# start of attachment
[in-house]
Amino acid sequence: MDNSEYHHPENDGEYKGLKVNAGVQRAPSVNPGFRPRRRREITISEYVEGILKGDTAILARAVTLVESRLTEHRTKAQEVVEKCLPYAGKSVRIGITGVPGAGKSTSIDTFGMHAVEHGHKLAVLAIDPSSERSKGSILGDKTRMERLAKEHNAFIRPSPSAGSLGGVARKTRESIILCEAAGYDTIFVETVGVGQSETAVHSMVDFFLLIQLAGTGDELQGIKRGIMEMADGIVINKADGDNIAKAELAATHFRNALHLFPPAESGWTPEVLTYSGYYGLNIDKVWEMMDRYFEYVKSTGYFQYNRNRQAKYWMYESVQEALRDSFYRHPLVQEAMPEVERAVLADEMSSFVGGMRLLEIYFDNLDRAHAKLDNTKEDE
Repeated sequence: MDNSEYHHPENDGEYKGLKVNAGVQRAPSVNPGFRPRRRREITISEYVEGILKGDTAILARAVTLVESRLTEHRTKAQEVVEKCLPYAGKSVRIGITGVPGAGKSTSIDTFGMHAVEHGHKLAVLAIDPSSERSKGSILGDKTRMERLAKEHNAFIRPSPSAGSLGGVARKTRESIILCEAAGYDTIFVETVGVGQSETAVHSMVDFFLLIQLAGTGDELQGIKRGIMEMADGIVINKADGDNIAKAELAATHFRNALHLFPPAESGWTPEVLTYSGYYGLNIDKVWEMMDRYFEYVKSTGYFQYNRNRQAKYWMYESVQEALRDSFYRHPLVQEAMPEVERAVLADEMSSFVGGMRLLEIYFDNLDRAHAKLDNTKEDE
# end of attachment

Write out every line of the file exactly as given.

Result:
[in-house]
Amino acid sequence: MDNSEYHHPENDGEYKGLKVNAGVQRAPSVNPGFRPRRRREITISEYVEGILKGDTAILARAVTLVESRLTEHRTKAQEVVEKCLPYAGKSVRIGITGVPGAGKSTSIDTFGMHAVEHGHKLAVLAIDPSSERSKGSILGDKTRMERLAKEHNAFIRPSPSAGSLGGVARKTRESIILCEAAGYDTIFVETVGVGQSETAVHSMVDFFLLIQLAGTGDELQGIKRGIMEMADGIVINKADGDNIAKAELAATHFRNALHLFPPAESGWTPEVLTYSGYYGLNIDKVWEMMDRYFEYVKSTGYFQYNRNRQAKYWMYESVQEALRDSFYRHPLVQEAMPEVERAVLADEMSSFVGGMRLLEIYFDNLDRAHAKLDNTKEDE
Repeated sequence: MDNSEYHHPENDGEYKGLKVNAGVQRAPSVNPGFRPRRRREITISEYVEGILKGDTAILARAVTLVESRLTEHRTKAQEVVEKCLPYAGKSVRIGITGVPGAGKSTSIDTFGMHAVEHGHKLAVLAIDPSSERSKGSILGDKTRMERLAKEHNAFIRPSPSAGSLGGVARKTRESIILCEAAGYDTIFVETVGVGQSETAVHSMVDFFLLIQLAGTGDELQGIKRGIMEMADGIVINKADGDNIAKAELAATHFRNALHLFPPAESGWTPEVLTYSGYYGLNIDKVWEMMDRYFEYVKSTGYFQYNRNRQAKYWMYESVQEALRDSFYRHPLVQEAMPEVERAVLADEMSSFVGGMRLLEIYFDNLDRAHAKLDNTKEDE